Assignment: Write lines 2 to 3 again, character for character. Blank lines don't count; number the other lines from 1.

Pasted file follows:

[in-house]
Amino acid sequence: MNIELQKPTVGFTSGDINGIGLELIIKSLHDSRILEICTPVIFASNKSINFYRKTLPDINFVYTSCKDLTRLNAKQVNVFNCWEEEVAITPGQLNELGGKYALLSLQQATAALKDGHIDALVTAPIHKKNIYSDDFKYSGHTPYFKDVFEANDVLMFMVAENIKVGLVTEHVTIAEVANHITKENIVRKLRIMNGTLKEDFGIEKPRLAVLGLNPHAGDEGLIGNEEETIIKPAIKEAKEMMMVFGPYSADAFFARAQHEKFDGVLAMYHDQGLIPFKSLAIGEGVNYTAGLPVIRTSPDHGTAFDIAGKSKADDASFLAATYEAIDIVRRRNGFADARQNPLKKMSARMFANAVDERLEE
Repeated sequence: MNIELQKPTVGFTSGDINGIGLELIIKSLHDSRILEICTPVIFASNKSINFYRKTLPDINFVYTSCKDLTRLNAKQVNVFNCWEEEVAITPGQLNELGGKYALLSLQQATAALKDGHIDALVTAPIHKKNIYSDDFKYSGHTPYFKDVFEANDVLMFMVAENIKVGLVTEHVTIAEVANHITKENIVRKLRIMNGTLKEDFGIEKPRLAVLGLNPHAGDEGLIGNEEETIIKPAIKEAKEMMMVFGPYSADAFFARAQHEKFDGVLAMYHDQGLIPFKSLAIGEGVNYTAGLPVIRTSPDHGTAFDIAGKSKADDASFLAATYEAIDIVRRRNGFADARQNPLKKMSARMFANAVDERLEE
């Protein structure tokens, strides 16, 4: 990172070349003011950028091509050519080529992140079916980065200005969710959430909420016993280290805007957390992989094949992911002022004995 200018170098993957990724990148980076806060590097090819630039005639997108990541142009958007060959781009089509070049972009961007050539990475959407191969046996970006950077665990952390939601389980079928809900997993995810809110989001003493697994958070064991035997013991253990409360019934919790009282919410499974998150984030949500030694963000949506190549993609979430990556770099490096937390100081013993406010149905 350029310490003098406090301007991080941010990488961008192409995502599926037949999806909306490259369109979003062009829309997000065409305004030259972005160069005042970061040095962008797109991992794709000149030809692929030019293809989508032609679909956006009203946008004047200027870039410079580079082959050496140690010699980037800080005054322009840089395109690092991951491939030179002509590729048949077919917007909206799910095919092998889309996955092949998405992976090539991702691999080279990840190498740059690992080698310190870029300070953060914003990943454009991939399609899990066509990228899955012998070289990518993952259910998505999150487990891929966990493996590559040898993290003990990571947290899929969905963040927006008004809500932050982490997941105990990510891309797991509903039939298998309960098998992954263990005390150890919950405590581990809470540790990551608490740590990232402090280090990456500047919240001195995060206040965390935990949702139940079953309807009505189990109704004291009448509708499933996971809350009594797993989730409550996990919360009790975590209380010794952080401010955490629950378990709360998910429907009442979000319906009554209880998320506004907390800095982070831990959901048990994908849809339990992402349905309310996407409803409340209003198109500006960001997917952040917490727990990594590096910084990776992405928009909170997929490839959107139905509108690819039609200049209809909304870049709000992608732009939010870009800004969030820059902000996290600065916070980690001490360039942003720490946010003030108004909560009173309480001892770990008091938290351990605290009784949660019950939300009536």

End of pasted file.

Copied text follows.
Amino acid sequence: MNIELQKPTVGFTSGDINGIGLELIIKSLHDSRILEICTPVIFASNKSINFYRKTLPDINFVYTSCKDLTRLNAKQVNVFNCWEEEVAITPGQLNELGGKYALLSLQQATAALKDGHIDALVTAPIHKKNIYSDDFKYSGHTPYFKDVFEANDVLMFMVAENIKVGLVTEHVTIAEVANHITKENIVRKLRIMNGTLKEDFGIEKPRLAVLGLNPHAGDEGLIGNEEETIIKPAIKEAKEMMMVFGPYSADAFFARAQHEKFDGVLAMYHDQGLIPFKSLAIGEGVNYTAGLPVIRTSPDHGTAFDIAGKSKADDASFLAATYEAIDIVRRRNGFADARQNPLKKMSARMFANAVDERLEE
Repeated sequence: MNIELQKPTVGFTSGDINGIGLELIIKSLHDSRILEICTPVIFASNKSINFYRKTLPDINFVYTSCKDLTRLNAKQVNVFNCWEEEVAITPGQLNELGGKYALLSLQQATAALKDGHIDALVTAPIHKKNIYSDDFKYSGHTPYFKDVFEANDVLMFMVAENIKVGLVTEHVTIAEVANHITKENIVRKLRIMNGTLKEDFGIEKPRLAVLGLNPHAGDEGLIGNEEETIIKPAIKEAKEMMMVFGPYSADAFFARAQHEKFDGVLAMYHDQGLIPFKSLAIGEGVNYTAGLPVIRTSPDHGTAFDIAGKSKADDASFLAATYEAIDIVRRRNGFADARQNPLKKMSARMFANAVDERLEE